As I’ve written before, perhaps the biggest mistake advisory firm owners — and business consultants — make is to assume there is a model or a template for building a successful advisory firm. Instead, we’ve found that every advisory business is unique, with different clients, target clients, services, service delivery, local markets, skills, personalities and goals of the owners and employees. All these variables interact in different ways, creating very different circumstances that require very different strategies for success.
A good example of this is the need for different marketing strategies. As you’re probably aware, some very successful advisory firms have been built on attracting new clients through financial radio shows. Yet very few financial advisors have what it takes to be a media success. (And if I knew the formula, believe me, I’d be the next Suze Orman.) Consequently, a successful marketing strategy needs to be tailored to fit each firm.
In our experience, success in the independent advisory business is largely a matter of moving up a learning curve based on enhanced trial and error: taking what appear to be the smartest next steps, evaluating the results and making appropriate adjustments, or pulling the plug and trying something else. Of course, a good consultant or an experienced owner can narrow down the choices to those with the greatest potential success. At the end of the day, successful advisory businesses are built on learning what works for them — and what doesn’t — one step at a time.
The advisory consulting business works very much the same way. One example of that is our “Diamond Teams” strategy.
What Your Peers Are Reading
Warning: Sports Analogy
About six years ago, we created Diamond Teams as a strategy to better train entry-level advisors to get them up to speed and productively working with clients faster. Rather than the traditional pyramid structure, with the firm owners at the top and increasingly larger layers of senior advisors, lead advisors and associate advisors at the bottom, picture a baseball diamond. At the top, on second base, is a senior advisor (usually the firm owner or partner); on first and third bases are lead advisors, who work directly with clients (and tend to specialize in either financial planning or portfolio management); and at the bottom, at home plate, is an associate advisor.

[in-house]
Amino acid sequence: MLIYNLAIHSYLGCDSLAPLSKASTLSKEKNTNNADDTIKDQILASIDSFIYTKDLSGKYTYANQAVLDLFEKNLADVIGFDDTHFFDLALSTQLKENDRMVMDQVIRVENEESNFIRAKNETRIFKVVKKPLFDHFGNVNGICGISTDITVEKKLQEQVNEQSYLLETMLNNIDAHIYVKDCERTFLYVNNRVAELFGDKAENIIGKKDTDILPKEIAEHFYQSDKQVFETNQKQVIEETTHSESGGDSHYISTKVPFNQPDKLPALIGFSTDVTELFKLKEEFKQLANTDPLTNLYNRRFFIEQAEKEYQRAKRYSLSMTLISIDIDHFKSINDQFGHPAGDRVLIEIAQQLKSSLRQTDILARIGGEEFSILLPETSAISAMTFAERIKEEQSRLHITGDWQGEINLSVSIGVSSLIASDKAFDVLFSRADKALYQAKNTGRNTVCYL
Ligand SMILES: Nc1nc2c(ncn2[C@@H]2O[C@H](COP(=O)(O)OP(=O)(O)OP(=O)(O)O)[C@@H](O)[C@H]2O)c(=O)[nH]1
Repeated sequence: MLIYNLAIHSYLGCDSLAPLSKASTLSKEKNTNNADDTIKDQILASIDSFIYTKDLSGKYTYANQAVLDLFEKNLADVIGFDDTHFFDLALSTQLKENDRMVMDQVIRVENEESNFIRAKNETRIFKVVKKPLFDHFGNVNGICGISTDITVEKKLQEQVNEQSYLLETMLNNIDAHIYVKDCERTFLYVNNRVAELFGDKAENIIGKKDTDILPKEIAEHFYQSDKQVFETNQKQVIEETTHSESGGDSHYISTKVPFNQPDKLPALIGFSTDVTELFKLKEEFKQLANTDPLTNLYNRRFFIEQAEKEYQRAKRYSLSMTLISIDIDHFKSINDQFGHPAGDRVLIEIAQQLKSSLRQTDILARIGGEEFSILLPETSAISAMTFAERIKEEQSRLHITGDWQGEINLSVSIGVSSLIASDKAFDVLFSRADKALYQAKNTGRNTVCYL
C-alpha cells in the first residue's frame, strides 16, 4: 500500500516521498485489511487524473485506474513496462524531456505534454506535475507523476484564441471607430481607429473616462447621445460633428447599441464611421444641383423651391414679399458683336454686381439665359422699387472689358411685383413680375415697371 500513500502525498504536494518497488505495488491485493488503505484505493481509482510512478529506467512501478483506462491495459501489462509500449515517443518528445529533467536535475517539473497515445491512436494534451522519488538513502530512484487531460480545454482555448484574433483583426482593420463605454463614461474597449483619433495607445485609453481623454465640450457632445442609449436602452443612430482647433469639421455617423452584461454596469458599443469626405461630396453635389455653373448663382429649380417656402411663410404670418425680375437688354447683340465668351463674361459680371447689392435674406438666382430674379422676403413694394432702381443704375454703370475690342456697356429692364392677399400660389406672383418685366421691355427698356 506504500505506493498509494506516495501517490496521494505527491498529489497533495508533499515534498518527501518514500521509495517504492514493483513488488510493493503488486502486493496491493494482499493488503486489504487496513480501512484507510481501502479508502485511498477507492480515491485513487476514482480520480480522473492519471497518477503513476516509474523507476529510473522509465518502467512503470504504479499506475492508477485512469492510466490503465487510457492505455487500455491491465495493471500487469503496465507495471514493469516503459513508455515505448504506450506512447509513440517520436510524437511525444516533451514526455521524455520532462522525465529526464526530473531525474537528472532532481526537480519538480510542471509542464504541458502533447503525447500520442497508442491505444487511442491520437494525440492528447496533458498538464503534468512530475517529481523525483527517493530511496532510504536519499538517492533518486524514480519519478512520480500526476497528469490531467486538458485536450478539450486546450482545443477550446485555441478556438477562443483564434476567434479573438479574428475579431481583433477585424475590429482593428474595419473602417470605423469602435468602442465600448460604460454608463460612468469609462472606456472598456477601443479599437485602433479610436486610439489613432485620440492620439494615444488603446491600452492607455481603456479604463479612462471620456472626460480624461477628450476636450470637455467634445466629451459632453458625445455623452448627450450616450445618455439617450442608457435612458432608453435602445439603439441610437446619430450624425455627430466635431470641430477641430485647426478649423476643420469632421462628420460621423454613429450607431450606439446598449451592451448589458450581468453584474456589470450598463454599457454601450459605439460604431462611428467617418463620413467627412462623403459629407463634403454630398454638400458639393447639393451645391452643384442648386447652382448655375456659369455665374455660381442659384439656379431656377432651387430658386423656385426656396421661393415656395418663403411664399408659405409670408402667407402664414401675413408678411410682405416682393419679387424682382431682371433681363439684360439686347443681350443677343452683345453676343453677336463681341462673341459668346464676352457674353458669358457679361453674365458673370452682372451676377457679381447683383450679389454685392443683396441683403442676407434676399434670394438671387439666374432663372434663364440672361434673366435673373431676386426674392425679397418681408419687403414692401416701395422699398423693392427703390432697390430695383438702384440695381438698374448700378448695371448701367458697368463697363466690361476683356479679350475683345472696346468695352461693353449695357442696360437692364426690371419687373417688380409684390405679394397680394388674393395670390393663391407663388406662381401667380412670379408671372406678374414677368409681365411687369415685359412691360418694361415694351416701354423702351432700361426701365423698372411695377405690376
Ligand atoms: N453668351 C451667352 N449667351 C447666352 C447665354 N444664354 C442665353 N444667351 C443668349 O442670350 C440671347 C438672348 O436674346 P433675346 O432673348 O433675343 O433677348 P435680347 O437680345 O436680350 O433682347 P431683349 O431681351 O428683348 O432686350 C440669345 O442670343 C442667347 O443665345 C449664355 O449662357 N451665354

What’s different about a Diamond Team is that rather than supporting the lead advisors (which is done by a non-professional client service specialist or what we call a “centralized client service team”), the associate advisor’s primary job (where she or he spends at least 75% of their time) is sitting in client meetings, taking notes and learning how the firm’s lead advisors work directly with clients.
Associate advisors also take notes, write follow up to-do lists for the other advisors, draft a recap letter for the client, schedule their next appointment, delegate work to the back office and update the firm’s CRM. In the associates’ free time, they help the team’s lead advisors with investment screening and monitoring, and drafting financial plans.
As firms grow and a Diamond Team reaches its full capacity of clients — usually between 255 and 285 clients — one of the lead advisors will split off to form another team as senior advisor; at first with a lone associate who is fast tracked to become the second lead advisor. His or her role in their former team is taken by the associate advisor. A new associate is hired, and the training process begins again.
We’ve implemented Diamond Teams with great success in many advisory firms across the country ranging from $75,000 in AUM to firms with well over $1 billion under management. The result? Senior and lead advisors usually have time to bring in new clients, and the pipeline of associate advisors are trained and ready to step up and work with the new clients. We’ve also found that the Diamond Team structure provides other benefits to the firms that use them. Those benefits include:
An automatic career path for advisors from entry to partnership
A built-in succession plan
Reduced recruiting costs (entry level advisors are much cheaper than experienced advisors)
A timetable for when to hire new associate advisors
Recruiting and new-hire retention improves because you can offer client-facing experience from virtually day one.
How We Improved the Diamond Team Concept
Building successful independent advisory firms is a learning process: not only for firm owners, but for their consultants, too. While Diamond Teams were already successful, we quickly realized that they could be even more successful if we introduced them in a firm a little differently.